In And Around Hannibal, by Rita Hooper

Can’t believe it’s almost Christmas – I’m suspending the “schools” series till after the first of the year.

Christmas is the time of year we celebrate the birth of Jesus Christ. I’m not too sure how many folks know that anymore. Seems to me we talk more about Santa and Frosty than we do the Prince of Peace. More about Black Friday and the bottom line than the reason for gift giving.

Our lives have been made richer by the treasured memories of our holidays past – the warm smells of traditional foods, mulled cider and wines, Christmas goose and turkeys, fish or oysters on Christmas eve, pierogi, latkes and sufganyot for Passover, mince pie or paneltone, figgy or plum pudding with that wonderful foamy or hard sauce.

Do you head to the woods to get that fresh cut tree or up to the attic to get that old tried and true that only hurts you if you have an allergy to dust? Do you put it up Christmas Eve or a week or two before? Do you think about the history of each of the ornaments as you put them on?

I remember as a child, running home from school so I could get to the cards before anyone else did and display them on the piano. Now most of my Christmas greetings come by cyber space but I look forward to them just the same. I remember when I was a preacher’s wife, I would make garlands with the cards and hang them around the rooms. I musta had too much time on my hands!

I used to spend a week making cookie doughs and then Sunday afternoon we’d all gather at the dining room table and shape and decorate them. Now I make only the favorites and send packages of them to those not able to be home for the holidays.

Over the years I have amassed a sizable Christmas village – Hannibalville.

It features Hooper Lane – the street with the churches on it and Rita’s Point – the lighthouse of course! James Way and Starr Trek are housing developments and Lake David and Courtney Pond are joined by London’s Bridge. Alyssa Lane goes to the park and Noel’s Inn is the nativity. You’d think I’d named the folks in my family so I could use them in my village!

I still love to watch the classic Christmas movies and take in a live play or concert.

And of course Hannibal has it’s own traditions of the tree lighting, church services and Christmas Bureau. My husband and I did the shopping for new gifts for the Christmas Bureau for 20 years beginning in the 70s. When we began, we were allotted $1 to buy a new gift for each child.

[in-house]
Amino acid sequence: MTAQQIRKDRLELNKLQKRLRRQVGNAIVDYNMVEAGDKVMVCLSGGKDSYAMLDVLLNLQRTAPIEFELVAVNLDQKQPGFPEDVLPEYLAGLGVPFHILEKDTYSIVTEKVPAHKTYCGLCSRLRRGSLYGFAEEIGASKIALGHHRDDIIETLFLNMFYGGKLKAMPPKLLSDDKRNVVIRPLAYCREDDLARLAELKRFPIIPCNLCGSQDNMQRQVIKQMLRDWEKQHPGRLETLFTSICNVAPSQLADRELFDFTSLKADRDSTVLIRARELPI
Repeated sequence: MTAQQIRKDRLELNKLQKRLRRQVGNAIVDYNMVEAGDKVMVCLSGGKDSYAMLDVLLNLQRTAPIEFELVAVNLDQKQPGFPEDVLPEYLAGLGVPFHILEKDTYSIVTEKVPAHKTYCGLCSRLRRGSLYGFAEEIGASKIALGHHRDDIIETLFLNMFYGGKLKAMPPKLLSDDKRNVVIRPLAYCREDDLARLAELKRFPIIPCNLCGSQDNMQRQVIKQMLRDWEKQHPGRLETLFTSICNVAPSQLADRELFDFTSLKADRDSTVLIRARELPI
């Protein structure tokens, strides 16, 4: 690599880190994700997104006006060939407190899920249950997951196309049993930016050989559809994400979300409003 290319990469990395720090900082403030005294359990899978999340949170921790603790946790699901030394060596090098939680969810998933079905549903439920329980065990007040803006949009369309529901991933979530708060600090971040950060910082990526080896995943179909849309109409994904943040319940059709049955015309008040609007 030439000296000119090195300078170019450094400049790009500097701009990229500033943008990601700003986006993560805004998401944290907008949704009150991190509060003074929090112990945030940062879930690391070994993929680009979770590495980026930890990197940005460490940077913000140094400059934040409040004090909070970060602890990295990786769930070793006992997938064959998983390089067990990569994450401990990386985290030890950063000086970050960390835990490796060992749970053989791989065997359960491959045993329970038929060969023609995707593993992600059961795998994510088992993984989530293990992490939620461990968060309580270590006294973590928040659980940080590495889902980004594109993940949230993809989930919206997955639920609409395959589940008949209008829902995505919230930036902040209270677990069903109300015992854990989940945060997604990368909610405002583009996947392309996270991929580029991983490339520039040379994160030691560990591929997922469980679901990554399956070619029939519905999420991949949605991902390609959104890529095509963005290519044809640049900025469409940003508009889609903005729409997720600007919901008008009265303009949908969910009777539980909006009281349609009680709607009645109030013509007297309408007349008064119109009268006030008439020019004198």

This Christmas, as you gather around the dinner table, share what Christmas was like when you were a child … maybe that was when all Christmas trees looked like Charlie Brown specials … or when the only toy you got was a stuffed animal that your mom made for you, or maybe you only got a lump of coal in your stocking.

The traditions of family and holidays keep moving and changing but they make us who we are … keep the spirit and meaning of Christmas alive this blessed season and see you in church!

*********************

Hannibal Senior Dining Center meets at noon for dinner at the Senior Center (Library Building) on Monday, Wednesday and Friday. Come early for coffee and news or to work on a jigsaw puzzle or play games or just some chit-chat! Give Rosemary a call and make your reservation, 564-5471. This week’s menu is:

Monday, Dec. 23:  Pasta with sauce and meatballs, Italian vegetable, dessert

Wednesday, Dec. 25:   CLOSED:  MERRY CHRISTMAS!

Friday, Dec. 27:  Homemade macaroni and cheese, stewed tomatoes, vegetable, cookie

Come join us for good food, conversation and games.

The Hannibal Methodist Church will gather at 8:30 p.m. for its Candlelight Christmas Eve Service.

Rita Hooper 706-3564

Twohoops2@juno.com

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One thought on “In And Around Hannibal, by Rita Hooper”

  1. Peace is more elusive than we think. Author C. David Coates wrote an eye opening poem which, like a mirror, exposes us to truths we may not wish to see. Here is a slightly modified version of that poem.

    “Aren’t humans amazing? They kill wildlife – birds, deer, all kinds of cats, coyotes, beavers, groundhogs, mice and foxes by the million in order to protect their domestic animals and their feed.

    Then they kill domestic animals by the billion and eat them. This in turn kills people by the million, because eating all those animals leads to degenerative – and fatal – health conditions like heart disease, stroke, kidney disease, and cancer.

    So then humans spend billions of dollars torturing and killing millions more animals to look for cures for these diseases.

    Elsewhere, millions of other human beings are being killed by hunger and malnutrition because food they could eat is being used to fatten domestic animals.

    Meanwhile, few people recognize the absurdity of humans, who kill so easily and violently, and then plead for ‘Peace on Earth.'”

    The good news is that anyone can break this cycle of violence. I did and you can too. Each of us has the power to choose compassion. Please visit these websites to align your core values with life affirming choices: http://veganvideo.org & http://tryveg.com

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